|French President Hollande at his press conference|
France Tuesday became the first Western country to formally and unequivocally recognize Syria's newly formed National Coalition of Syrian Revolutionary and Opposition Forces as “the sole legitimate representative of the Syrian people.”
President François Hollande announced the move at his first televised news conference at the helm in Paris.
He told reporters at the Élysée Palace, “I announce today that France recognizes the Syrian National Coalition as the sole legitimate representative of the Syrian people and thus as the future transitional government of a democratic Syria, allowing it to bring down the curtain on Bashar al-Assad's regime. Wherever liberated zones are established, they should come under its [the Coalition’s] authority.”
Hollande said France would look at the question of arming the Coalition, but that it would not support doing so "as long as it wasn't clear where these weapons went".
"With the Coalition, as soon as it is a legitimate government of Syria, this [arming] question will be looked at by France, but also by all countries that recognize this government," he said.
The Obama administration’s attitude vis-à-vis the Syrian opposition body it helped create in Doha earlier this week remains overtly ambivalent.
U.S. State Department spokesman Mark Toner told Tuesday’s press briefing Washington recognized the National Coalition as a legitimate representative, but stopped short of describing it as a sole representative, saying the group must first demonstrate its ability to represent Syrians inside the country.
Here is how Toner put it:
“We did issue a statement the other day congratulating the representatives of the Syrian people who gathered in Doha for their formation of the National Coalition for Syrian Revolutionary and Opposition Forces. We look forward, obviously, to supporting the National Coalition as it charts a course for the end of Assad’s bloody rule and marks the start, we believe, of a peaceful, just, and democratic future for the people of Syria.
“Obviously, we’re going to work with them in the coming days to ensure that our humanitarian and nonlethal assistance serves the needs of the Syrian people. In answer to your – in direct answer to your question, what happens now or what are you looking for next, I think we now have a structure in place that can prepare for a political transition, but that we’re looking for it to still establish the types of technical committees that will allow us to make sure our assistance gets to the right places, both nonlethal and humanitarian…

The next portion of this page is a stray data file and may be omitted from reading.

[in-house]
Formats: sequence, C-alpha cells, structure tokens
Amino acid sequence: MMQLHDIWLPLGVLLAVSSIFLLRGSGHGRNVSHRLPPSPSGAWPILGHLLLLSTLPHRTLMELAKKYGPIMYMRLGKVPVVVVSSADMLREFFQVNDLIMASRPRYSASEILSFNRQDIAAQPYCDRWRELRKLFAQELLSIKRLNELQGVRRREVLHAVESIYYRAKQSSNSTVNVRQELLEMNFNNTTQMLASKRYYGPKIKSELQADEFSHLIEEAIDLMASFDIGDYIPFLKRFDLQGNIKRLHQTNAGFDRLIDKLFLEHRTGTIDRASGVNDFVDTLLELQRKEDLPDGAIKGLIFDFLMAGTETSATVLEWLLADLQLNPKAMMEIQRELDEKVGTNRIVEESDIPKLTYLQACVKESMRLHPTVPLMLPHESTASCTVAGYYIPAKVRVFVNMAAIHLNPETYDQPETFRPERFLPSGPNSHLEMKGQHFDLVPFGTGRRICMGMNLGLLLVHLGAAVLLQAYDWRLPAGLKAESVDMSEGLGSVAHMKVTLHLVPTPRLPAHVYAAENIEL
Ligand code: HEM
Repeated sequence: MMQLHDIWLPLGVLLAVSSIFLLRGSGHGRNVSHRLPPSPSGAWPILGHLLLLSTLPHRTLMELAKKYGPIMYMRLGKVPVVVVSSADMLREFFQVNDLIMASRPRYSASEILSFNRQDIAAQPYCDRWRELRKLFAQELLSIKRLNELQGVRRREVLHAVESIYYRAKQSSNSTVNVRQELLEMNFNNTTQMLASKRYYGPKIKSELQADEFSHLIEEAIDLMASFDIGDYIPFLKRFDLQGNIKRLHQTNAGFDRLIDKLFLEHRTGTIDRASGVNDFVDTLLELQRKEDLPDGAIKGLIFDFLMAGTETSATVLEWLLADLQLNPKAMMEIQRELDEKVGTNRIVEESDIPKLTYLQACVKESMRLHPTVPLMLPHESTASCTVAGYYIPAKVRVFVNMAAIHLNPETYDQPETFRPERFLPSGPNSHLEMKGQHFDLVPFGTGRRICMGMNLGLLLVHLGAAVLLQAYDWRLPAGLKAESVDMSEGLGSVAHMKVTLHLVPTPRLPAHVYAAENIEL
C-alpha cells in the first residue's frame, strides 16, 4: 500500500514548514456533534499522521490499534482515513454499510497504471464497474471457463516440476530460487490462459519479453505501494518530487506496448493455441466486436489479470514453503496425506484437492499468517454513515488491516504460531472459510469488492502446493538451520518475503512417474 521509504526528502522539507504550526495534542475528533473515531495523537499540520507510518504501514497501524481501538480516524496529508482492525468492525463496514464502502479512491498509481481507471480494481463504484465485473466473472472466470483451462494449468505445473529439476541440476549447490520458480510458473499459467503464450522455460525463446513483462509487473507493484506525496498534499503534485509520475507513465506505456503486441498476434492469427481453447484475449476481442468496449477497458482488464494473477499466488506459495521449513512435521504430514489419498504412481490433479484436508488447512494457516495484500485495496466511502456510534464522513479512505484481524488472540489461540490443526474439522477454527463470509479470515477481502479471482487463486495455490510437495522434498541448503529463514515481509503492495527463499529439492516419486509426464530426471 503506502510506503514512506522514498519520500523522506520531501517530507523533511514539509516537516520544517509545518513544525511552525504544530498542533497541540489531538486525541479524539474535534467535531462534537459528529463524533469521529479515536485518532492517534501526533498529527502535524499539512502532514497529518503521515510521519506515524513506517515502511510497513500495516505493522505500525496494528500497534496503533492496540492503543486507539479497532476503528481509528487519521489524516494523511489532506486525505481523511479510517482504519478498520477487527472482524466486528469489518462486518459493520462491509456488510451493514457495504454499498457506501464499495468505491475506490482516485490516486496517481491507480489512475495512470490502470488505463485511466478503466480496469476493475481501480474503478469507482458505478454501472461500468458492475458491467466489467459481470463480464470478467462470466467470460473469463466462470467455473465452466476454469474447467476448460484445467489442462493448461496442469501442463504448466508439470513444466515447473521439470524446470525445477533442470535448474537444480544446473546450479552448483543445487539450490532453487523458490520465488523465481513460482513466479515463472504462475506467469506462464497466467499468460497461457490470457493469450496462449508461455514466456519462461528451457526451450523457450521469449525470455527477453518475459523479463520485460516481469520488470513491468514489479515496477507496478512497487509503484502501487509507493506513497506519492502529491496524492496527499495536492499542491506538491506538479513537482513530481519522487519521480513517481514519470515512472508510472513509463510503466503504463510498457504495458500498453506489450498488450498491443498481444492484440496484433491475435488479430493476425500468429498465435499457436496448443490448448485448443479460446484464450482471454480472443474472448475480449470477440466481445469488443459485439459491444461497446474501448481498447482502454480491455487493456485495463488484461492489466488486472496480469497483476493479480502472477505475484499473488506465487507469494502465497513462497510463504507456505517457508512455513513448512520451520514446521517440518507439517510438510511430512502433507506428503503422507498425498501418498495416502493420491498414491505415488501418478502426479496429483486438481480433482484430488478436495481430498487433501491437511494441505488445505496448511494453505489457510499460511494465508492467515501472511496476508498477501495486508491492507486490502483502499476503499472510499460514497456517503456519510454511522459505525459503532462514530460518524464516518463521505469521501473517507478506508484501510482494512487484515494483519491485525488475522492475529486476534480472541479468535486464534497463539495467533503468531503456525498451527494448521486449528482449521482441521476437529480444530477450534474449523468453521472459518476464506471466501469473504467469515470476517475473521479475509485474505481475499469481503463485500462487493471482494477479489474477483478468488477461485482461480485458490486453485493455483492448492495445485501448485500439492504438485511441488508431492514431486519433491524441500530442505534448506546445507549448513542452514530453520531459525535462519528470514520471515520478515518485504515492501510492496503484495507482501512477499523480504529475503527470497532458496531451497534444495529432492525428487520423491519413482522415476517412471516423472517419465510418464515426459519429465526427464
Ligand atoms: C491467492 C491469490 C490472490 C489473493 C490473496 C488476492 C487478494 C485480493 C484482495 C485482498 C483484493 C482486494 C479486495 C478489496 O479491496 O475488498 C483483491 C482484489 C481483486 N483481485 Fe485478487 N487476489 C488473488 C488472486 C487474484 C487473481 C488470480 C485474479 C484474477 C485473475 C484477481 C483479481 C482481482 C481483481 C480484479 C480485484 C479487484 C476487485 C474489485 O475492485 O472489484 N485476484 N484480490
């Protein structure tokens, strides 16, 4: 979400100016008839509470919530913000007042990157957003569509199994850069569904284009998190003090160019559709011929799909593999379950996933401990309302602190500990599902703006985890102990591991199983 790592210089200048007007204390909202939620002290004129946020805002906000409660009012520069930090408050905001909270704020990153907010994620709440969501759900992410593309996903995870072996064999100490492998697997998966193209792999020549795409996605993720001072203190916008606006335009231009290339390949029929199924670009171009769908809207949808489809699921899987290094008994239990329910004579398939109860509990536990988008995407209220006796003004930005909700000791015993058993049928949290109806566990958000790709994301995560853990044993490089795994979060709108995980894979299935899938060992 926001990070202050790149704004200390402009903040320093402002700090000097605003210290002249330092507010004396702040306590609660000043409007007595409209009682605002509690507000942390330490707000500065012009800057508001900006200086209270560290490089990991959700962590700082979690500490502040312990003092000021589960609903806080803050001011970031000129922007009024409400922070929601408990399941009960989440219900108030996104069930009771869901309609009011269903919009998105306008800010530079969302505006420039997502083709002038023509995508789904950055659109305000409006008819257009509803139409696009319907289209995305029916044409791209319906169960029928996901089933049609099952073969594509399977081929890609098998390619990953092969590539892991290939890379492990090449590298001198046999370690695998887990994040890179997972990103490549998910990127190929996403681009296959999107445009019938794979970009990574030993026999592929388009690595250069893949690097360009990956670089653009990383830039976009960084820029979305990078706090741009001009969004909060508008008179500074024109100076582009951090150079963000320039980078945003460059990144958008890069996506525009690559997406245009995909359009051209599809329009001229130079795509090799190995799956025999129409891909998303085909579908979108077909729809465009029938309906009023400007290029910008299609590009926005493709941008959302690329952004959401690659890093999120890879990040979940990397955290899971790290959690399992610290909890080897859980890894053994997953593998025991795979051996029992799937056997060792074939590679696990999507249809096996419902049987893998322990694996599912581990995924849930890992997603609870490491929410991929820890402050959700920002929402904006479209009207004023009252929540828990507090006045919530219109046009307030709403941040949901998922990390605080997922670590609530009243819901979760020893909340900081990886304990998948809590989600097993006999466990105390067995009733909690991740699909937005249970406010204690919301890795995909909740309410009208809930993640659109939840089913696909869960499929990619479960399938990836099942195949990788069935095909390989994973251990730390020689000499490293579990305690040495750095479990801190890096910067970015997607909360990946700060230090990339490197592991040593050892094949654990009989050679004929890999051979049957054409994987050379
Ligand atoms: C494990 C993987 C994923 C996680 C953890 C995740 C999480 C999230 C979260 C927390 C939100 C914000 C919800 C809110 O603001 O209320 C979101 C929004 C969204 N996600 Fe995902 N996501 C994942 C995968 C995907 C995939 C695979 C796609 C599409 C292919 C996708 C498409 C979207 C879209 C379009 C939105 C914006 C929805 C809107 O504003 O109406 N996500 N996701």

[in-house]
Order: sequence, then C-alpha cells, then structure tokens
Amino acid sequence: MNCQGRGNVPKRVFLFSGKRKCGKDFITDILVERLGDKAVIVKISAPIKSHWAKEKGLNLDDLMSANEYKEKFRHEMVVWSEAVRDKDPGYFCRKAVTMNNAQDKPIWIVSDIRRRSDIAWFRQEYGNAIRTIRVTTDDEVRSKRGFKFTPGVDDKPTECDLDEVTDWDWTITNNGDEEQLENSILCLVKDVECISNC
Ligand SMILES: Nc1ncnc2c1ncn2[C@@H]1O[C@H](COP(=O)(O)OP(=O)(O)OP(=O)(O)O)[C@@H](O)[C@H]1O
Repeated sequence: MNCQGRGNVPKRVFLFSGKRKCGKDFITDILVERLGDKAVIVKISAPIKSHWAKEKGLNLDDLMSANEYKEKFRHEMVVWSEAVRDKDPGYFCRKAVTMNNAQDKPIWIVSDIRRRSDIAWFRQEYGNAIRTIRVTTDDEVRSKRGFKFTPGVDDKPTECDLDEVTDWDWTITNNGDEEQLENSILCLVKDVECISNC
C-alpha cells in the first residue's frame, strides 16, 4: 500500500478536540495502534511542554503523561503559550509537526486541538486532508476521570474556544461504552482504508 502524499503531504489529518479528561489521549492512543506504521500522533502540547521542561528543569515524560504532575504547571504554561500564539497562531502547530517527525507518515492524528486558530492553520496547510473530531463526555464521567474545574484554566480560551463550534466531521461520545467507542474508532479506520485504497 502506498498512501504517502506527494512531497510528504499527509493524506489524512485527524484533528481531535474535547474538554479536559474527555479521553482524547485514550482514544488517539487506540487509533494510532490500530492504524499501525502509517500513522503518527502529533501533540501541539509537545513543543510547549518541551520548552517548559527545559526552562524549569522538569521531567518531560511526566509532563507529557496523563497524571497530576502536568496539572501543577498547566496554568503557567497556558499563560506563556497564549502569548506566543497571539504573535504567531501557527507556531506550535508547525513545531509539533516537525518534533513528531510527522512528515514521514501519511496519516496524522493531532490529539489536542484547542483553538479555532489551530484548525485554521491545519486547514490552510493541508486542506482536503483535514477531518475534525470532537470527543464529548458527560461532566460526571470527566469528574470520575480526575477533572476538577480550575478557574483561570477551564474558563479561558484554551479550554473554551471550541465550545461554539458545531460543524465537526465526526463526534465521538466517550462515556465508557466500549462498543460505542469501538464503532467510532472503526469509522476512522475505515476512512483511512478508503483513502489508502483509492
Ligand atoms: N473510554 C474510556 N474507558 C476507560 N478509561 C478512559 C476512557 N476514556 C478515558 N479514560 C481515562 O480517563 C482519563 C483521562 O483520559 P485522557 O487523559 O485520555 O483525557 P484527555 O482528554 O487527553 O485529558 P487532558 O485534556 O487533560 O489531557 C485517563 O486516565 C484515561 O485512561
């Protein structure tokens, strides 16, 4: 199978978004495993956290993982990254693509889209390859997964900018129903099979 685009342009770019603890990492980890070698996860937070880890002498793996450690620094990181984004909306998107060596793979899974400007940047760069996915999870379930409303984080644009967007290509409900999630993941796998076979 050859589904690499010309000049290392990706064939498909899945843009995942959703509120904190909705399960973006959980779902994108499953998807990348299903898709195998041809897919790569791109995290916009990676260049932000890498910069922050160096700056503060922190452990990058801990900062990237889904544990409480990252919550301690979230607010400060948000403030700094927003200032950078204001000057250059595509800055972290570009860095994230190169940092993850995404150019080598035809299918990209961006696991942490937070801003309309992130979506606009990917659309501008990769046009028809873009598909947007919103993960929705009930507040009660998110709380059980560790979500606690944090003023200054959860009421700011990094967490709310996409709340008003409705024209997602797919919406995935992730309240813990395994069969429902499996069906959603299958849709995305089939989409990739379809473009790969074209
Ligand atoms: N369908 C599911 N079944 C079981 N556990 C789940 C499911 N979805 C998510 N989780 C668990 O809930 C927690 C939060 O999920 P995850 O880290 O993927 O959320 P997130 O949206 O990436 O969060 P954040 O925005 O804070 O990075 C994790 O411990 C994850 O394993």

“We do think this is a legitimate representative of the Syrian people, that it does reflect the Syrian people, as we talked about, that diverse group of Syrian people. We think it meets those needs. I think as we move forward though, we’re going to look to see it, as I said, finalize the establishment of its organizational structures. We also want to see that it has a demonstrated ability to represent Syrians within Syria. I think that’s another aspect we’re going to look at…”
The United Kingdom was far more evasive than the United States.
British Foreign Minister William Hague, speaking at the Arab League in Cairo on the same day as Hollande and Toner, said the opposition Coalition must gain support from within Syria.
"That is a very crucial consideration, and if they do these things well then yes we would then be able to recognize them as the legitimate representatives of the Syrian people," he said.
France has now gone further than even the Arab League and Gulf Cooperation Council (GCC) in their respective recognitions of the opposition Coalition.
While Paris recognized it as “the sole legitimate representative of the Syrian people,” the League of Arab states described it simply as “the legitimate representative and principal interlocutor with the Arab League.”
The Gulf Cooperation Council (GCC) grouping Saudi Arabia, Qatar, Kuwait, Bahrain, the UAE and Oman spoke softheartedly of the new Syrian body as “the legitimate representative of the brotherly Syrian people.”